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Recent posts

Now testing the term base

Posted by Edouard on 11 mars 2010

If you have a look at your projects on Web Translate It, you will notice a new tiny icon.

Click on it and it will pop up and new window: the term base.

The term base (stands for terminology database) is a glossary of terms you can build collaboratively.

Consistency is important throughout your project, so you better find the best translations and stick to them. Is it sign in, signin, sign-in, sign me in, login, log in, log-in, log me in? The term base will help you to collaboratively decide which term you should use.

After you add a few terms, you will get a proper glossary:

You can search very quickly for terms in the glossary:

The suggestion system is the core feature of the term base. You can collaboratively work the translation suggestions until you find the perfect one. Only accepted suggestions will become the official ones.

I hope you will find this new feature useful. I am eager to hear from you by e-mail or on the forum if you have any suggestions or feedback to share.

Localize countries, languages and more

Posted by Edouard on 9 mars 2010

A few months ago I introduced my week-end project: the language and territory database which was exposing the data used by Web Translate It to build its locales and handle plural forms.

It contains information about:

  • In which territories a language is spoken
  • Which languages are spoken on a given territory
  • And other information about the language, such as the plural rules form.

Now you know what looks really bad on a localised software? This:

This is actually a common problem software developers have when localising software exposing this kind of data. Should it be a billing address, the user’s current location or stats by countries countries, developers need to localise it.

Maybe I haven’t looked hard enough (in which case, please point me out a database) but I haven’t found any open-source database of localised countries and languages, so this work is repeated over and over. There are about 250 territories and 500 languages to localise into 500 languages, so that’s a lot of work.

I actually need this localised data myself, and Web Translate It is a translation tool after all, so I thought I should make this data translatable and available to the public. Once for all.

So go and help me translate these databases! If you don’t have a user account, you can sign up for free.

Wait, what will you do with this data?

When I will have enough data (at least the territories translated into 10 languages) I will release monthly a SQL data dump on Github, under the MIT license, so developers can use it directly in their apps.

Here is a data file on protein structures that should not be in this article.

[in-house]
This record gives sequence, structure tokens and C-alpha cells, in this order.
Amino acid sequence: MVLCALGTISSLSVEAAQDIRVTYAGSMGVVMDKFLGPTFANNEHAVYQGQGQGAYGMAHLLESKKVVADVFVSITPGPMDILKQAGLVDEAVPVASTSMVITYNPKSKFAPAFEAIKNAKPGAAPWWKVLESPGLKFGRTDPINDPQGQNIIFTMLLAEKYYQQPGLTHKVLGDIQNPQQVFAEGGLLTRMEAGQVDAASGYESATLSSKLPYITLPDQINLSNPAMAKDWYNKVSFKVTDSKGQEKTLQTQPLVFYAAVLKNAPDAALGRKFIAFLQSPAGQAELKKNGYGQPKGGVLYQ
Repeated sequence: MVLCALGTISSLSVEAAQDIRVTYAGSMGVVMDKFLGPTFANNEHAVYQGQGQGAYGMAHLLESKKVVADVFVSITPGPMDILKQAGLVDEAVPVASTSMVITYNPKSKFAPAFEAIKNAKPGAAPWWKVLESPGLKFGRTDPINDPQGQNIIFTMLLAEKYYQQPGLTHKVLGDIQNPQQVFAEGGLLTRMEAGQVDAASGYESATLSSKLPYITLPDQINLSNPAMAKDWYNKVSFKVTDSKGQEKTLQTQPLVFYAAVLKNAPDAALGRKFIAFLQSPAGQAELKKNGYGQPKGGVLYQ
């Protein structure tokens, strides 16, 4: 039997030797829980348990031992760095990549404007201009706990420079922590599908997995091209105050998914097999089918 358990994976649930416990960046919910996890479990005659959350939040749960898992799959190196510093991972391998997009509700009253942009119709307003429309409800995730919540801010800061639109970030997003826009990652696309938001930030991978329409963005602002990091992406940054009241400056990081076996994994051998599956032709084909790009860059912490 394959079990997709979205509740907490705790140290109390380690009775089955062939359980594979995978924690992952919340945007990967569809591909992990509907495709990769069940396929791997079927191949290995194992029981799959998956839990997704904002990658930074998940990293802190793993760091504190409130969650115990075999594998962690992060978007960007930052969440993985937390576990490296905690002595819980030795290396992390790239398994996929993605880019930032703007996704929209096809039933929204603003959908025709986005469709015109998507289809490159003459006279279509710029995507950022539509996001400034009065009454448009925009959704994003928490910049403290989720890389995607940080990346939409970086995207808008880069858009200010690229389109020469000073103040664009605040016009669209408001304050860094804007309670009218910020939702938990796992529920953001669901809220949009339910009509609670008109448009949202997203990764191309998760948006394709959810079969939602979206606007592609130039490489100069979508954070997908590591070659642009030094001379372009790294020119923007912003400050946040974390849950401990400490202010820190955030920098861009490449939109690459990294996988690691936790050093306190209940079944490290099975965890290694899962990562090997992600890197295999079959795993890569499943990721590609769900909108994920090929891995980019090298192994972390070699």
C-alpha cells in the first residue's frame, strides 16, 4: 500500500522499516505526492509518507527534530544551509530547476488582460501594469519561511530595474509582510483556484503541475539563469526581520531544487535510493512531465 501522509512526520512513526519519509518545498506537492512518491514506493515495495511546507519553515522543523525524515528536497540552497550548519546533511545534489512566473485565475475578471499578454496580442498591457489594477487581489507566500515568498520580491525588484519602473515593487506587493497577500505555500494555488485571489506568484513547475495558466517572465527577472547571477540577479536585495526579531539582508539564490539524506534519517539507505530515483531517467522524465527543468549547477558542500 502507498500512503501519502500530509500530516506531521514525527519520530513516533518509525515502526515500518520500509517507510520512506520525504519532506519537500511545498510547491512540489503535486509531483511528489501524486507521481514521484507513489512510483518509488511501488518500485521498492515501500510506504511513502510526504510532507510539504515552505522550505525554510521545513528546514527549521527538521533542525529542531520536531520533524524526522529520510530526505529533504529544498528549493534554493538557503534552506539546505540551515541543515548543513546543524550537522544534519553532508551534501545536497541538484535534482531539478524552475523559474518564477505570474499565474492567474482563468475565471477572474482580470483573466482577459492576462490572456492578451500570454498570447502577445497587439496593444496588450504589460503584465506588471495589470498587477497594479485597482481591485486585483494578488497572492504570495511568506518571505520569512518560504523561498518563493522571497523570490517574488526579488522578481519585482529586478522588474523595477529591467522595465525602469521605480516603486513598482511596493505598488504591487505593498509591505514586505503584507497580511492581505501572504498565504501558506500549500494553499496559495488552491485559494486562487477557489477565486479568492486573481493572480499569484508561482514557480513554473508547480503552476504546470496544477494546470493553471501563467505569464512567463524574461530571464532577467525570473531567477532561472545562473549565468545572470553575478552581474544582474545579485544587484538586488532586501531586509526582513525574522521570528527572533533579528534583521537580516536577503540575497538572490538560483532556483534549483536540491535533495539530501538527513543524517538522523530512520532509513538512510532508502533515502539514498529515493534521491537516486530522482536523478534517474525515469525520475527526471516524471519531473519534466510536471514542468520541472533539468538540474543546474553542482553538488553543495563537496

What else could need translation?

All the major cities in the world! “London” is “Londres” in French, and “Brussels” is “Bruxelles”. Wouldn’t that be cool if we had a database of localised cities?

So I also started building a City database you can already help translate, too, although it is still in a early stage.

All of this geographical data (territories, cities) come with geolocation (longitude and latitude), amount of population, and some other extra information, so you can build cool stuff on top of it.

Come and help if you have a little bit of time (and especially if you need this data!)

Search Improvements

Posted by Edouard on 25 février 2010

Search is the second most used feature on Web Translate It, after the translation interface itself, and until today, it was rather cumbersome.

Simple Search

I introduced a new way of searching for strings on Web Translate It: Simple Search. This is the default way of searching, and it is really efficient and easy to use.

To search, just type something in the search box displayed on all project pages: it can be text or a key. The search engine with search for strings in the current language (instead of in all languages like previously), and display them right in the translation interface, ready to be translated, edited or proofread.

If you are used to search with the previous system, you will notice it is so much more convenient that before. You basically do the same thing with 3 times less clicks. You will save a lot of time.

Advanced search

There is now a second way to search for a string: Advanced Search, for more advanced users. Click on the little cog brings you to the Advanced Search page.

There, you can do a very precise search queries with many criterias: in which language you want to search, what you are looking for (anything, key, text and developer comment).

This is great way to search for strings on a large project. On top of that you can also use advanced search queries to find more precisely what you are looking for.

I hope you will enjoy this improvement, thank you for using Web Translate It!

Github Integration

Posted by Edouard on 17 février 2010

I posted this teaser on Twitter yesterday:

Something cool is coming soon http://twitpic.com/13n9p4

It’s time to explain what it actually means! Github’s service hooks now include Web Translate It.

If you have an open-source project hosted on Github you want to translate, keeping your translation files in sync with your source code will be as easy as copy/pasting your API key. Github will let Web Translate It know if new translation files are available as you push new code. It can’t be easier!

For more information about this feature, please check the github integration documentation.

Thank you for using Web Translate It.